Dear J.T. & Dale: I had an interview two weeks ago for a city recreation position. I was told I was overqualified but “in the running,” with a dozen more applicants to interview. She called today and offered me the job (woo hoo!), but at $23,000, which is the lower side of the pay range. Is it bad business to make a salary counter offer at $24,000? — Kim
J.T.: You can totally negotiate here. Think of it this way: She shopped around and went for the overqualified candidate. It could be a low-ball, and she’s expecting a counter.
Dale: Even when you’re sure you’re going to accept, you have an opening for negotiation. There are two approaches — the “Thank you, but” and the “Yes, but.” I know J.T. likes the former, so let me say something about the latter. You say: “I’m thrilled. Thank you so much. Yes, I accept. But there’s just one thing — I was hoping for a bit more salary. Any chance of that?” Get a “no” and you go back to being delighted anyway. There’s virtually no risk, with a shot at grabbing an extra 5 percent or 10 percent for 60 seconds of negotiation.
J.T.: Yes, I’d open with thanks, and with something about how you’d like to jump in and start helping. But then say: “This next part is hard for me. While I want the job, I have bills to pay and was hoping to get a starting salary that was higher than your offer.”
Dale: Yuck. You say, “bills to pay,” and the hiring manager hears, “Oh great, a solve-my-personal-problems employee.”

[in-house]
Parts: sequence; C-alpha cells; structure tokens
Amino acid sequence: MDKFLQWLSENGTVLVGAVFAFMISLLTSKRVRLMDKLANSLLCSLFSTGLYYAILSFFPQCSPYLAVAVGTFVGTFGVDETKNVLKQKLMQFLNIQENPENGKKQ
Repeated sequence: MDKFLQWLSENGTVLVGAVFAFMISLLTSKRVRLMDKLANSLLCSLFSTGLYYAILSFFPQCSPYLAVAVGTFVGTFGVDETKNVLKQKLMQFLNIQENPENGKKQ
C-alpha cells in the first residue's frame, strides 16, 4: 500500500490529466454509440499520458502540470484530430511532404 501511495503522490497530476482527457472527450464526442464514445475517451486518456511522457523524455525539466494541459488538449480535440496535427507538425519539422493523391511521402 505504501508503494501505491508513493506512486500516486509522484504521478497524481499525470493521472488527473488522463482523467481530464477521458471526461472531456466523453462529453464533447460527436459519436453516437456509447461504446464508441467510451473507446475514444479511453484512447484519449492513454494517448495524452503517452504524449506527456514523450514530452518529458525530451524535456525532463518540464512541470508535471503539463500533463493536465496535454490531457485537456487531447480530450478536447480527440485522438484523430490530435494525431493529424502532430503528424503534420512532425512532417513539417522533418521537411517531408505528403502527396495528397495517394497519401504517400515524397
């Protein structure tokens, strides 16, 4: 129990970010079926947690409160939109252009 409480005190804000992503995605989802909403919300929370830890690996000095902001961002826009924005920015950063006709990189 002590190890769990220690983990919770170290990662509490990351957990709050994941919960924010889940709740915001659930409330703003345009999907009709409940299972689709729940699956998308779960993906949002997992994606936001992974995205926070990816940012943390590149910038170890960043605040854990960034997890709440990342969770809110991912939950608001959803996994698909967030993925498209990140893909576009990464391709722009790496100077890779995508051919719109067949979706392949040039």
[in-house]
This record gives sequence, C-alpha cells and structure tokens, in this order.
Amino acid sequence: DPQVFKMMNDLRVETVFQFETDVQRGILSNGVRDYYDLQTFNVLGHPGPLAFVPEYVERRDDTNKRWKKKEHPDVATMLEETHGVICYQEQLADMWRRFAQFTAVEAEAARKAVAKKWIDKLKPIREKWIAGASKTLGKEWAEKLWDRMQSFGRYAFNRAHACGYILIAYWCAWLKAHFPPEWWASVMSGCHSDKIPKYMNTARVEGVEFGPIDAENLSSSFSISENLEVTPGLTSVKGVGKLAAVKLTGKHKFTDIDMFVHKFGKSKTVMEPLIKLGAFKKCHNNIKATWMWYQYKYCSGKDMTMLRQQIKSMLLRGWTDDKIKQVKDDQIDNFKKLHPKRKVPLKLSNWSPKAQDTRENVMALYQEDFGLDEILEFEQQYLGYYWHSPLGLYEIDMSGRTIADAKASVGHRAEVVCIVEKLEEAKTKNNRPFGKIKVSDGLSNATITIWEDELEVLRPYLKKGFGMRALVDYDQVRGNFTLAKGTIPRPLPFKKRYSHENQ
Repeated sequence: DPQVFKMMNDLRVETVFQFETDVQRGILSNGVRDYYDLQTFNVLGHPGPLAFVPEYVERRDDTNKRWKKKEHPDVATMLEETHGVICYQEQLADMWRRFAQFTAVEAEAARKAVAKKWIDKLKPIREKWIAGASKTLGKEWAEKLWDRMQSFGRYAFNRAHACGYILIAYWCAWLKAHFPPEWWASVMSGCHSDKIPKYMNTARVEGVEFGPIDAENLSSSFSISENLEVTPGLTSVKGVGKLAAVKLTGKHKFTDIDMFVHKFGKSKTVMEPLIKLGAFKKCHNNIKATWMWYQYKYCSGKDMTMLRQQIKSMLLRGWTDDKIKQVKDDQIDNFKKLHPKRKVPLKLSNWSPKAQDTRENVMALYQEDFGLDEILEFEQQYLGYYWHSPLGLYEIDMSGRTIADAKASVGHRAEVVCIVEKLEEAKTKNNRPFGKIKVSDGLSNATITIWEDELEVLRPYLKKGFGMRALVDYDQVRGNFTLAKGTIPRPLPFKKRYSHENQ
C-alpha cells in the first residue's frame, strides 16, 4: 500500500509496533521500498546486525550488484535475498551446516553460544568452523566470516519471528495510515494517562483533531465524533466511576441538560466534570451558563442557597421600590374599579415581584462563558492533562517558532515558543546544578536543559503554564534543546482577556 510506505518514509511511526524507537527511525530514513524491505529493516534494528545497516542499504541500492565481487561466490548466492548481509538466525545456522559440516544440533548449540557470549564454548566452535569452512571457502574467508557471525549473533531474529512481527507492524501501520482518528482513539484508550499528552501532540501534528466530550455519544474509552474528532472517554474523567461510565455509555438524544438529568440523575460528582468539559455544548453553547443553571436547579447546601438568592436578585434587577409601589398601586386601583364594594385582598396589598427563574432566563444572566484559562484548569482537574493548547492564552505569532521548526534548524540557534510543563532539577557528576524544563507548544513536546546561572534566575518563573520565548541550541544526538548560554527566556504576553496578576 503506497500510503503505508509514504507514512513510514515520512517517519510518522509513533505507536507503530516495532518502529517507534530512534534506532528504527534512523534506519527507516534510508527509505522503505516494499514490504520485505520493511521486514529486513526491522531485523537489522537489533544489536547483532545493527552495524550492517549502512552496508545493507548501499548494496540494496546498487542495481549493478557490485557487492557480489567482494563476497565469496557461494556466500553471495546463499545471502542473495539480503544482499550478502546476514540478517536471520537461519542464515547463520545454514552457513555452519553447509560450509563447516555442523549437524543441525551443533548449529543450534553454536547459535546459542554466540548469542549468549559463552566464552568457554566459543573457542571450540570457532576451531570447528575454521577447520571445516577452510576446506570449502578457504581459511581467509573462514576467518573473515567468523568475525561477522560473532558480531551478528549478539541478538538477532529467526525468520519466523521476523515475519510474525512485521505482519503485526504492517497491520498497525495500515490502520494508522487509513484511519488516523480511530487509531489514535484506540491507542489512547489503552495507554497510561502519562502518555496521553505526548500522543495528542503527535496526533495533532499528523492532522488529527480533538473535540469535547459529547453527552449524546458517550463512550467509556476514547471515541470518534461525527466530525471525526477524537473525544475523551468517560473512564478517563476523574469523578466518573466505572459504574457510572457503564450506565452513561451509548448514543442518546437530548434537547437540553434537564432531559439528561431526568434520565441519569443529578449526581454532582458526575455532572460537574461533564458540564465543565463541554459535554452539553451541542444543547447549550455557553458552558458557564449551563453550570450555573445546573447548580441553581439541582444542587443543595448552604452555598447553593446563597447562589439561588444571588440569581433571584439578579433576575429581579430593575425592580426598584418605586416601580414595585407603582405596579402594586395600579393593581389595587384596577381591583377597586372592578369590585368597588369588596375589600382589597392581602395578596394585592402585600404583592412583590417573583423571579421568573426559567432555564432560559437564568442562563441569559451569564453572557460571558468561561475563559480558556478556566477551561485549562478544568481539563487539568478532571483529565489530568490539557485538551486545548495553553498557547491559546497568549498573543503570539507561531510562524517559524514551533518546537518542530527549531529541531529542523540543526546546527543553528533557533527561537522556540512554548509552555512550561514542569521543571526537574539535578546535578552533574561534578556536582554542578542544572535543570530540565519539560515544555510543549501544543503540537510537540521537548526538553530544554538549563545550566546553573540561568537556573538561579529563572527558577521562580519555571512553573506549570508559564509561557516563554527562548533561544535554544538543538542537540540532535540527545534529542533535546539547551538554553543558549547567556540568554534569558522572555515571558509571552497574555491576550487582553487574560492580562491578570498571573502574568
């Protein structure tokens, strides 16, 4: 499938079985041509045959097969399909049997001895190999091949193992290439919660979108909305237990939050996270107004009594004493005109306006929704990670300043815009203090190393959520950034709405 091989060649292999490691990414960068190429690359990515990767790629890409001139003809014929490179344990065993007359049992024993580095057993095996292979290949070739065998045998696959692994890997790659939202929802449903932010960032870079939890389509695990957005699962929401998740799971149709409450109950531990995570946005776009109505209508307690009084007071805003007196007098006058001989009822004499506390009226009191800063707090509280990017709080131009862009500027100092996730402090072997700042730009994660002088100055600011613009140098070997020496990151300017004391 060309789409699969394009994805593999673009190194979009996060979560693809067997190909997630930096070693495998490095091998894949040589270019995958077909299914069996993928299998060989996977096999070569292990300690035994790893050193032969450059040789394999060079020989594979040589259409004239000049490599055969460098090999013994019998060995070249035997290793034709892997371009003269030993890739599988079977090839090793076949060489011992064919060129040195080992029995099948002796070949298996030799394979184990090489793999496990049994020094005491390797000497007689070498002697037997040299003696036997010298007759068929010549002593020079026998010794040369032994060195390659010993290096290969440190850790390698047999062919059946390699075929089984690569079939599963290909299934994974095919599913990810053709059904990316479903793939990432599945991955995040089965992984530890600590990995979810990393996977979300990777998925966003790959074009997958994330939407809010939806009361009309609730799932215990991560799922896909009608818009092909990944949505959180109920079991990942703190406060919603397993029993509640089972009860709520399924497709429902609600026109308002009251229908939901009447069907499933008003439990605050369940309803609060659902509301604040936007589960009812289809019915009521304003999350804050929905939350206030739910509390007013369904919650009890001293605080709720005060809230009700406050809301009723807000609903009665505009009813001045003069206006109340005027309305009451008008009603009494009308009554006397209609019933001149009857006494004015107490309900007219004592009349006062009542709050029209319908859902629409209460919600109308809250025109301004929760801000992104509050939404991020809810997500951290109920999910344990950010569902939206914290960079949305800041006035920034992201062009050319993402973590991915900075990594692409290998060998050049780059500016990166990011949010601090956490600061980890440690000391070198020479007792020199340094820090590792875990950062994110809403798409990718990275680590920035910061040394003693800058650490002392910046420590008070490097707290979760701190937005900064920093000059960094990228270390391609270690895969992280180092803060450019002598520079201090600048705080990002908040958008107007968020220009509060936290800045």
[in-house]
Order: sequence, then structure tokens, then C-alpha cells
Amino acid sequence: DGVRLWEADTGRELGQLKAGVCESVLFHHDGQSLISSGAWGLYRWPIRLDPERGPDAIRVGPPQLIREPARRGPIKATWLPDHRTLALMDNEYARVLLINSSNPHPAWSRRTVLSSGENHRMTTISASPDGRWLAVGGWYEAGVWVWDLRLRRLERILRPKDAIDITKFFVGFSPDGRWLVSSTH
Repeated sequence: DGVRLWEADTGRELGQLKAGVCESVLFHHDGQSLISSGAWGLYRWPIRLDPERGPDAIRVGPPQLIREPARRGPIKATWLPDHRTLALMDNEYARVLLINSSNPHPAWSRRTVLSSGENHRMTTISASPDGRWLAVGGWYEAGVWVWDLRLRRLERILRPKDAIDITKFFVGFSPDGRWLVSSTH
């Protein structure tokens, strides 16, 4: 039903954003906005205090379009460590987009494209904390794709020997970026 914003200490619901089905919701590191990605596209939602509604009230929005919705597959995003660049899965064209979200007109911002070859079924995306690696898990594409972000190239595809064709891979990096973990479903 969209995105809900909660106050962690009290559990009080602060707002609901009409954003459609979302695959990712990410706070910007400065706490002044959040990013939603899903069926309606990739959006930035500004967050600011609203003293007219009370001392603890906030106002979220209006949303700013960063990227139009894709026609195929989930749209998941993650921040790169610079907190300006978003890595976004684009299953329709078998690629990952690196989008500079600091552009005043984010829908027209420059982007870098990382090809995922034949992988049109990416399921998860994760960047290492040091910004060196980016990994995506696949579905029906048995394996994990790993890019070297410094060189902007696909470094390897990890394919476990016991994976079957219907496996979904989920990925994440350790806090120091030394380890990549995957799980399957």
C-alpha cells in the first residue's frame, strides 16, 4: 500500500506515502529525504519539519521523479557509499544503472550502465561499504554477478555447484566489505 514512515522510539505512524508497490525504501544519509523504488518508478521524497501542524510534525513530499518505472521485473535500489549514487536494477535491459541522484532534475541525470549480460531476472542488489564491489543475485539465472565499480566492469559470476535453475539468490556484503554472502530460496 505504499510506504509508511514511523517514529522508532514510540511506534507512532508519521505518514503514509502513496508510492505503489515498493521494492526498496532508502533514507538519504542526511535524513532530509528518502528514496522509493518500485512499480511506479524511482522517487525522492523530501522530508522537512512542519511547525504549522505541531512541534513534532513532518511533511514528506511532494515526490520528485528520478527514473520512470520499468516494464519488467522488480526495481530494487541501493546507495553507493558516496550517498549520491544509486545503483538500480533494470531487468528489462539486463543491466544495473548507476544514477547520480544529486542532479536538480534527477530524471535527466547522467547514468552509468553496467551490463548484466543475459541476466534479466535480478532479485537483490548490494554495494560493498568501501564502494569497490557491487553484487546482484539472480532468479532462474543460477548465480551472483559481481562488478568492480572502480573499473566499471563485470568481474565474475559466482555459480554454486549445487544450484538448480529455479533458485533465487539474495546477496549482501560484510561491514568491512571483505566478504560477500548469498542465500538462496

J.T.: Hold on. You follow with: “I know that I can bring immediate value, and if you could meet my salary needs, I would be incredibly grateful. I was hoping for $25,000. Is that something you’d be willing to discuss?” If you get a no, say: “I understand. Can you tell me then what would I have to accomplish, and how long it would take to earn a raise so I can review my finances and see if I can make this work?”
Dale: I like the question, “Is this something you’d be willing to discuss?” But the rest is high-risk. If you truly do NOT want the job at their offer, fine. But if you’d be devastated to lose this, don’t risk the “Thanks, but;” go with the “Yes, but” instead.
J.T.: I wouldn’t be as nervous as Dale. You can do this, Kim. Remember, you were their first choice! If you kill them with kindness and explain it politely, it should go smoothly.
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© 2011 by King Features Syndicate, Inc.
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